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Infinite Demand for the Unavailable


By Michael A. Greeley

Dec 2005 / Jan 2006 | I’m often asked, “What is the outlook for 2006 from a venture investor’s perspective?” VCs once again believe that investments being made today will consistently generate superior returns; that has not always been the case in recent history. Earlier this decade many investors were hesitant to commit to new technologies given all of the uncertainties. Stability has returned to the market, companies are able to raise capital, and most importantly there is increasing evidence of liquidity for the private investor.

The bio-IT field is once again attracting capital, but at a more moderate, deliberate pace than the euphoria of the late 1990s. Many of the issues the industry has confronted over the last five years still exist but are beginning to recede in some small measure largely driven by the growing acceptance of the biomarker phenomenon. As better data are generated, better tools will be needed to capture, analyze, and report higher-value findings.

So what is still wrong? An entrepreneur recently described his dilemma as being overwhelmed by the “infinite demand for the unavailable.” In other words, all of pharma would purchase bio-IT tools with features and functionality if the promise of value delivered actually met or exceeded the realities of their performance. Given the complexities and chaotic nature of the biological systems these tools are meant to study, it is no wonder that customer disappointment remains, sales cycles are long, and ultimate engagements are for less dollars than hoped for.

But one of my predications for 2006 is that bio-IT vendors will see predictable revenue streams from important customer engagements. Unfortunately, these revenues will continue to be modest. The ultimate customer base is still reasonably small and concentrated, and skepticism for many of the products will continue. But the struggles to improve productivity will finally drive customers to invest more aggressively in these tools.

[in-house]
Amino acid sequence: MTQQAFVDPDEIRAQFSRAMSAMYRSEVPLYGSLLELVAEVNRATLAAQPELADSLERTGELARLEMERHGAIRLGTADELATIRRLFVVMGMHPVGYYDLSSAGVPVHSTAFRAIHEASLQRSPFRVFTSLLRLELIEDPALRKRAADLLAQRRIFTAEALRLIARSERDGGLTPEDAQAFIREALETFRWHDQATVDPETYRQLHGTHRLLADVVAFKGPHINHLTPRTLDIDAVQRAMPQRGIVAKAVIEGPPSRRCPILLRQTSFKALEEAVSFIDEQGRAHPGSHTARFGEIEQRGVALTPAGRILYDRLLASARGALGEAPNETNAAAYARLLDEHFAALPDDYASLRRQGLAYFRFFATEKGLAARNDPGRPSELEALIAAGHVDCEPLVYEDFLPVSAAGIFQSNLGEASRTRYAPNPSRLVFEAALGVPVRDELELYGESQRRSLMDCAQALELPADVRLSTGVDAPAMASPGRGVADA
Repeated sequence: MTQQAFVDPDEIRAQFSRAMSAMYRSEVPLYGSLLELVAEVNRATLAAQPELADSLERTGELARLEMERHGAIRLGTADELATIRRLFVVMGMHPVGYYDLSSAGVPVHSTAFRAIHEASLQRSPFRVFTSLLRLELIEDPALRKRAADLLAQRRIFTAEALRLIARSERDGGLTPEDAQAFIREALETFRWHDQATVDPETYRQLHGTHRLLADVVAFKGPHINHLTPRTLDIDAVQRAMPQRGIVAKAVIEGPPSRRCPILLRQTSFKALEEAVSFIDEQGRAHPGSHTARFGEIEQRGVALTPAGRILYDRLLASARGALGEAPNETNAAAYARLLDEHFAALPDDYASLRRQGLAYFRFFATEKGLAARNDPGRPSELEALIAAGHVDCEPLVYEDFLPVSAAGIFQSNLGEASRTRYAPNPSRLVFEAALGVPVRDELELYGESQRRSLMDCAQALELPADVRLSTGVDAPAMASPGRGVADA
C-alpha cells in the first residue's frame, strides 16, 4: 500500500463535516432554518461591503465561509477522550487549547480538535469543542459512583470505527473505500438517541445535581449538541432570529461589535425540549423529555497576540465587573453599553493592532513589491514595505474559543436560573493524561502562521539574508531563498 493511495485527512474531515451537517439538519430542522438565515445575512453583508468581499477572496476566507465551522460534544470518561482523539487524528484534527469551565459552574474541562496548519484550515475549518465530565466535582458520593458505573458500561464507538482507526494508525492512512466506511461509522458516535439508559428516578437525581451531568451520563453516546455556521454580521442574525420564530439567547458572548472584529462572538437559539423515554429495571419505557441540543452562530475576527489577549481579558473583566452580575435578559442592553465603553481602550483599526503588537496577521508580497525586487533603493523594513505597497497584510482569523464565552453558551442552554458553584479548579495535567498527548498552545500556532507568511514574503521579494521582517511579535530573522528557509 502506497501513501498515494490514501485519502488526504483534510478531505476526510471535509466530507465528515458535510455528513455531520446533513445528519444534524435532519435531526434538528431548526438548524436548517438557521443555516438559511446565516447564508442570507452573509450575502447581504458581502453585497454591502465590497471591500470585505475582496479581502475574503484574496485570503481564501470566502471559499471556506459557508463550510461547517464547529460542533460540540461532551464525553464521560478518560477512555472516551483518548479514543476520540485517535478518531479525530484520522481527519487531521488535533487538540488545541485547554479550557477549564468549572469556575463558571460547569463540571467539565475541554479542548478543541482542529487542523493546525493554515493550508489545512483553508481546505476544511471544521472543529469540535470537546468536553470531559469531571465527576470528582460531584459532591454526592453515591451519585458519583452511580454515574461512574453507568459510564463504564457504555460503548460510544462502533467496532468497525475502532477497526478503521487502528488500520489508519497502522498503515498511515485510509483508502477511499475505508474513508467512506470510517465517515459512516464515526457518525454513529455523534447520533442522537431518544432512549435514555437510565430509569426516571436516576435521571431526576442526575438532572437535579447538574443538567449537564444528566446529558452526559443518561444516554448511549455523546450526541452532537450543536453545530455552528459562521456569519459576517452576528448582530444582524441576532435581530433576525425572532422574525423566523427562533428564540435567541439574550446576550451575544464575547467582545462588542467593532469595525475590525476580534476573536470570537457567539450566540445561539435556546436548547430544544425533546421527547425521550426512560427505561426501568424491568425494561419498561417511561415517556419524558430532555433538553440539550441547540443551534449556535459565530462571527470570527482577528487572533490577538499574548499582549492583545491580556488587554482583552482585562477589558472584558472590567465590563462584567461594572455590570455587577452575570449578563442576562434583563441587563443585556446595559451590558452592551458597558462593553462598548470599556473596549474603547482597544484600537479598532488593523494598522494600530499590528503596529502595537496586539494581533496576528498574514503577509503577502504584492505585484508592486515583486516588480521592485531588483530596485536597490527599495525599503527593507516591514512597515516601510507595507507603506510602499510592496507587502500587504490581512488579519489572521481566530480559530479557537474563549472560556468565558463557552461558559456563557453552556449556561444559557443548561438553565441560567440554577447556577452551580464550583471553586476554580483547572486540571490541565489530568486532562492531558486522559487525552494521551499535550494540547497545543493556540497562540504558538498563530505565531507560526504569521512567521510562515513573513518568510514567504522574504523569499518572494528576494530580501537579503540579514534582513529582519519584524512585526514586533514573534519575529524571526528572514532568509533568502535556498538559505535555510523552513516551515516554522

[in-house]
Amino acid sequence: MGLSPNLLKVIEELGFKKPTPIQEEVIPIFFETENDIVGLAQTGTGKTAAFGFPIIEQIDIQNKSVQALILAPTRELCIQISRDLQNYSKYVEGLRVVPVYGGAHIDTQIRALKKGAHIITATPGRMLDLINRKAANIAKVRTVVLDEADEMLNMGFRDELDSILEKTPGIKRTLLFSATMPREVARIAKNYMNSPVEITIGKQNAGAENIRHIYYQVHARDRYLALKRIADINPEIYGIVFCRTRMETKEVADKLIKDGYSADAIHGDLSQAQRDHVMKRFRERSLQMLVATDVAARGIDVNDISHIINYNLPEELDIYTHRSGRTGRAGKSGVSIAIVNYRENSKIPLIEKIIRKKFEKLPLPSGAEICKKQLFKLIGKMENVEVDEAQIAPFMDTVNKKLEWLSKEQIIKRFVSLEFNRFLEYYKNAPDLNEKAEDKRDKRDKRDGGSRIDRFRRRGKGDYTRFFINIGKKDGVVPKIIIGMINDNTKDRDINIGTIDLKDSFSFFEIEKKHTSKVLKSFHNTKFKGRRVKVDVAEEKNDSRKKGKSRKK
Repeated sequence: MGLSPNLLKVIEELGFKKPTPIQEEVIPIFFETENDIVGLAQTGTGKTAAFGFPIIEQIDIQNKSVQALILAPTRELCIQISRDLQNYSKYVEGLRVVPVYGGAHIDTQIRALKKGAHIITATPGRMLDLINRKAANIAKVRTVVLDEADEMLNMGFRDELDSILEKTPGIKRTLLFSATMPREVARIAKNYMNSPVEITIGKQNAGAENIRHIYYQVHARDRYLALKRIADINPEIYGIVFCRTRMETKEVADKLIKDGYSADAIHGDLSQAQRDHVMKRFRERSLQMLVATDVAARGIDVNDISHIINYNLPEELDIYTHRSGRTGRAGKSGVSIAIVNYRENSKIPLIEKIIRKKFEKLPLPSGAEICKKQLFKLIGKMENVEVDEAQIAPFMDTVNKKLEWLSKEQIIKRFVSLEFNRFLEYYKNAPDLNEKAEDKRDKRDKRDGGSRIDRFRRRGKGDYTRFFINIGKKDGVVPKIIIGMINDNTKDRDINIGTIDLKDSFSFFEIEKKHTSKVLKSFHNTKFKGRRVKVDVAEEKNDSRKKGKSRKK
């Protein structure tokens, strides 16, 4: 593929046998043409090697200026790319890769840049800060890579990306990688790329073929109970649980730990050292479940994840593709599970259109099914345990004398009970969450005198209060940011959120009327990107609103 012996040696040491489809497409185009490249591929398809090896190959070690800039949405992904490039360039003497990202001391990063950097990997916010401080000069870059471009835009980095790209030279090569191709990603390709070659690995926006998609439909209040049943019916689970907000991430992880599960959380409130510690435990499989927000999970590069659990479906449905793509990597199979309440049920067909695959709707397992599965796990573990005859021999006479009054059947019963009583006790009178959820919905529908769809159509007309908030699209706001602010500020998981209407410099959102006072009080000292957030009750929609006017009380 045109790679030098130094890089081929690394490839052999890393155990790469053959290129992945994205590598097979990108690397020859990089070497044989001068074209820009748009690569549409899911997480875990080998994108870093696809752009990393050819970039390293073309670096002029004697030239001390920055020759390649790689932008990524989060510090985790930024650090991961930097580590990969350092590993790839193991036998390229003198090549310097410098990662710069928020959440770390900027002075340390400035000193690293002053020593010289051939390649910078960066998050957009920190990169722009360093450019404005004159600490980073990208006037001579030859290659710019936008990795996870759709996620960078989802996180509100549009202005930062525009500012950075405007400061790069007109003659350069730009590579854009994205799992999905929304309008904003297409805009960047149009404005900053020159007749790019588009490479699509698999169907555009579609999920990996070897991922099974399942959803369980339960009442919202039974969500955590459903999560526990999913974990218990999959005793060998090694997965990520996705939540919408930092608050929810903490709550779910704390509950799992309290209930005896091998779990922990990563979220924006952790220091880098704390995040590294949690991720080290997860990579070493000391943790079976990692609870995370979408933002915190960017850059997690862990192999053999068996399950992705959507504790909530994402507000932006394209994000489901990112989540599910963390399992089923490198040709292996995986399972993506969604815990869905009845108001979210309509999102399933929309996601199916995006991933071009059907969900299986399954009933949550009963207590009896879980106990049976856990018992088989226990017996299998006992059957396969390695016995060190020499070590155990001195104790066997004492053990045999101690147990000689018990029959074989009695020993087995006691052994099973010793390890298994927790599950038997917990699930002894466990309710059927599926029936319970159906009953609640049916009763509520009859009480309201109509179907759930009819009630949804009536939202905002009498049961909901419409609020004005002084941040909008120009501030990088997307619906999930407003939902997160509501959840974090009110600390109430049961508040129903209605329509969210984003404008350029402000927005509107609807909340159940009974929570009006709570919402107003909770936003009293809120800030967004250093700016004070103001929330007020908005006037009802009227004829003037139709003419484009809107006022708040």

The venture market outlook is more complicated, though. Bio-IT entrepreneurs today are best advised to be extraordinarily focused on immediate customer needs, to not over-engineer products or strive to address too many different market opportunities in parallel. There is a renewed emphasis on capital efficiency. Customers are the most ideal source of funding. Absent that, venture capital funds effectively bridge entrepreneurs to customer revenues. But it is very expensive and needs to be used judiciously. Many funds today can deliver deep networks of potential customers, employees, and partner relationships, which in this environment are even more valuable. Early customer revenues will determine survivability.

The Year Ahead
An important customer will become more visible in 2006, which I believe to be the government across its many different agencies. The extraordinary homeland defense budgets that were appropriated over the past couple of years will find their way to small venture-backed informatics companies. The siren song here, though, is that it is difficult to build meaningful companies on the backs of these initiatives. A more traditional, commercial customer base will still need to be developed, but early government contracts and grants will prove to be an important source of funding for many entrepreneurs.

One issue that will play out in 2006 is that many large venture funds need to invest significant amounts of capital in their portfolio companies. A “capital gap” has emerged where entrepreneurs are finding it problematic to raise $1 million to $3 million. Bio-IT companies simply do not require meaningful amounts of capital at the outset. There is also the problem that the value bio-IT tools promise won’t be realized for years, which has negative implications when investors think about exit scenarios.

For many businesses, venture capital is a poor source of funding. Funds have grown to sizes that are causing them to “over-invest” in early-stage companies; too much capital can be as damaging as too little capital invested.

So, is 2006 the year we begin to satisfy the infinite demand for the unavailable? I expect the bio-IT industry will make great strides as products become more compelling and customers accept that investments in these tools will begin to impact discovery pipelines. Venture investors will be cautious, though. The capital gap created this decade as many funds effectively graduated from the very-early-stage venture market will keep fundraising challenging.

Michael A. Greeley is managing general partner of IDG Ventures. E-mail: mgreeley@idgventures.com.

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